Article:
5 Claims, 2 Drawing Figures PATENTEDAus a 1912 SHEET .1 BF 2 R O T N E V W PRESENCE DETECTOR This invention relates to detectors responsive to the presence of an object in the field of a reactance element. Objects having electrical or magnetic characteristics such that the impedance of the reactance element is affected by the presence of the object in the field are detected in accord with the invention. While the invention has utility for detecting various types of objects, it is particularly useful in detecting the presence of paramagnetic or conductive objects, such as vehicles, which arrive within the field of a detecting loop disposed typically an inch or two below the surface of a roadway or driveway or the like, and the system specifically illustrated and described herein is particularly adapted for detecting and indicating the presence of automobiles, bicycles and other vehicles within the field of such loop.

The system described herein embodies two oscillators tuned to different resonant frequencies but so interconnected as to remain in frequency synchronization. The detecting loop is incorporated in the tank circuit of one of the oscillators which is tuned to resonance at a lower frequency than that of the other oscillator. The signals from the two oscillators are applied to a phase detector. The presence of an automobile tunes the loop circuit to a higher frequency than that at which it resonates in the absence of the automobile, and the phase difference between the signals is reduced, changing the phase detector output. The phase detector output is measured against the charge on a memory capacitor, and, upon an abrupt change in such output, an indicator is actuated. The memory capacitor charge is caused continuously to represent ambient conditions in the system, which may change slowly with change in temperature of the loop, for example.

The novel features which are believed to be characteristic of this invention are set forth with particularity in the appended claims. The invention itself, however, both as to its organization and method of operation, together with further objects and advantages thereof, may best be understood by reference to the following description taken in connection with the accompanying drawings, in which:

F IG. 1 is a circuit diagram of a detector system embodying the invention, and

FIG. 2 is a set of voltage curves illustrating the tuning and operation of the systems.

In FIG. 1, the detector system is shown as comprising a buried loop 1 in a vehicle trafiic lane 2, positioned to detect the presence of an external object in the form of vehicle 3 which may pass into or be present within the field of the reactance element in the form of an inductance loop 1. In this environment, the loop 1 may comprise two turns in a configuration extending four feet along and nine feet across the vehicle traffic lane and connected by 50-foot leads 4 and 5 to the detector circuit which is, accordingly, conveniently located remote from the position of the buried loop. While the loop is represented as a rectangular loop with long legs extending perpendicularly across the lane and short legs parallel thereto, other shapes ad forms of loops may be employed, which may be circular or oval, or in the shape of parallelograms, triangles or other geometric configurations, with legs which extend perpendicularly or diagonally with respect to the direction of vehi cle travel. Reactance element 1 is connected in parallel with reactance elements 6 and 7 which are connected in series. Elements 6 and 7 in the circuit shown comprise capacitors constituting with inductance loop 1 a frequency'determining circuit of an oscillator generally identified by the numeral 8. The circuit of inductance loop 1 and capacitors 6 and 7 comprises a tank circuit. The oscillator includes a PNP-transistor 9 having its emitter connected through resistor 10, which may be 470 ohms, to positive bus 11, and with its base connected to the juncture of voltage divider resistors 12 and 13 which are connected in series from positive bus 11 to negative bus 14. Resistor 12 connected between the base and the positive bus may be of lOK ohms while resistor 13 connected from the base to the negative bus may have a resistance of 3.3K ohms. One of the leads 4 from the loop 1 is connected to collector 15 of transistor 9 while the other lead 5 is connected to the negative bus. A network comprising comprising Zener diodes l6 and 30, each of which may be of type 1N757, and resistors 17 and 18, each of 0.1 'megohm, is connected between the negative bus and the collector of transistor 9. The cathodes of the diodes are interconnected and connected to the juncture of the serially connected resistors 17 and 18, while one resistor is connected at its free end to the collector 15 and the other resistor 18 is connected at its free end to the negative bus. The anode of one diode is connected to the collector l5 and the anode of the other to the negative bus.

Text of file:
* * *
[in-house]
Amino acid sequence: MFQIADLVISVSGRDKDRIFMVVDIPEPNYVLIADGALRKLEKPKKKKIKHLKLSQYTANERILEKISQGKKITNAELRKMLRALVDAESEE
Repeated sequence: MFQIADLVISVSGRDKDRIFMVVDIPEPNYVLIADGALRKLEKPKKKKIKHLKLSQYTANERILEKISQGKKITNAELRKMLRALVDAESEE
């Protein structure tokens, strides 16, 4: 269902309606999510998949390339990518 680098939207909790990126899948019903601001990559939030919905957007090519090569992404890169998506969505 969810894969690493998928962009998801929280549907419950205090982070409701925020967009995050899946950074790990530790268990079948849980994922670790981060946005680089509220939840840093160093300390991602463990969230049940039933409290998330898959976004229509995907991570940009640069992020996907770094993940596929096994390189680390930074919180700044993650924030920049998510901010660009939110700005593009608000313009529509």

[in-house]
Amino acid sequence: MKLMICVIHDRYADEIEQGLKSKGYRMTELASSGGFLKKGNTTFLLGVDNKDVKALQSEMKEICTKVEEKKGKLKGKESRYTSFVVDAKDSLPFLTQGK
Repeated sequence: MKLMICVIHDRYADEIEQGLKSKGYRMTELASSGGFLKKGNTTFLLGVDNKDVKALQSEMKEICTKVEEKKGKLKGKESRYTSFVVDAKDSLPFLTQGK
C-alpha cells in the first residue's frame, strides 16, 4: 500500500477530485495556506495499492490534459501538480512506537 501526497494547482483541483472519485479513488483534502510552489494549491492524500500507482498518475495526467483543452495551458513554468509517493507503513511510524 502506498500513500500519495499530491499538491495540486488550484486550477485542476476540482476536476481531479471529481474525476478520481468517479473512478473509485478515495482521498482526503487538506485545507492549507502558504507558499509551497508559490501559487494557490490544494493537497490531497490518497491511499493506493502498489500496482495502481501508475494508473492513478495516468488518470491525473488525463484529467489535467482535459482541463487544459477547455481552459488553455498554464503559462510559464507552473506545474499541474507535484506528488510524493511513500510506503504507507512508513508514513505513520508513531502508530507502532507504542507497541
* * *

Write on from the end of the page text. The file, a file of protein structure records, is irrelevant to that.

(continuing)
Oscillator 8 is arranged as a Colpitts oscillator, with the emitter of transistor 9 connected by a lead 19 to the midpoint or juncture of capacitors 6 and 7, each of which may be 0. 1 rnfd.